PDP crisis won’t stop Atiku’s victory – Senator Urhoghide

In this interview, Matthew Uroghide, the senator representing Edo South senatorial district and Chairman of the Senate Committee on Public Accounts, talks to TOPE OMOGBOLAGUN about the National Assembly, the Peoples Democratic Party, state policing, and other issues

Some people have constantly called for the scrapping of the National Assembly. What would you say is the role of the National Assembly in strengthening democracy?

What we have asked is like asking about the importance of the National Assembly in our democracy. We call it a civilian government because we are running a constitutional democracy. Our constitution has given recognition to three arms of government, and these three arms of government are working separately but in a manner that ensures the system itself is fulfilled by what we have agreed on.

The two arms, executive and legislative, are very visible. Yes, the judiciary is there, but it is the existence of the legislature that has conferred civility on our practice.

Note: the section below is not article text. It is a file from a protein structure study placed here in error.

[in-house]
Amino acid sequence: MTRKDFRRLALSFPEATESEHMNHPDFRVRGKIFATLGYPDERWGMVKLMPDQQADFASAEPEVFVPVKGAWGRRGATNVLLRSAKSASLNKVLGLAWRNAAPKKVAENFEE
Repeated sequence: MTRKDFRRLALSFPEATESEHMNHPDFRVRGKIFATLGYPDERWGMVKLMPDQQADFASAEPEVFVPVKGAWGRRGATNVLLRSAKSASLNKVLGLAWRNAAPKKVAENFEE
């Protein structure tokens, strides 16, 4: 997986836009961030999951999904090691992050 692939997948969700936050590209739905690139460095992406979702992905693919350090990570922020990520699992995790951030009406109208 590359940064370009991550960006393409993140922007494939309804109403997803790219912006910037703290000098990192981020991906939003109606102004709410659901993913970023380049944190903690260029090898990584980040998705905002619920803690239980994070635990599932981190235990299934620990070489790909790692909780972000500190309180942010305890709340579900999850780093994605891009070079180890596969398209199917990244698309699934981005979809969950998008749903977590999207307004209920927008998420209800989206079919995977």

It is what has given meat to what we are doing. Otherwise, if we are running a military government, you’d still have the judiciary and the executive, but if you run a civilian government, the people must be involved, and the only way people can be truly involved is through representation.

That is why we say members of the National Assembly, the state Houses of Assembly, and the councillors are the ones who make laws for the three tiers of government. If we do not have the bi-cameral legislature we have—the Senate and House of Assembly are not there—then we are not running a democratic system.

So, while you are running a democratic system, there are many models: a parliamentary system, a presidential system like we are running in Nigeria, and others.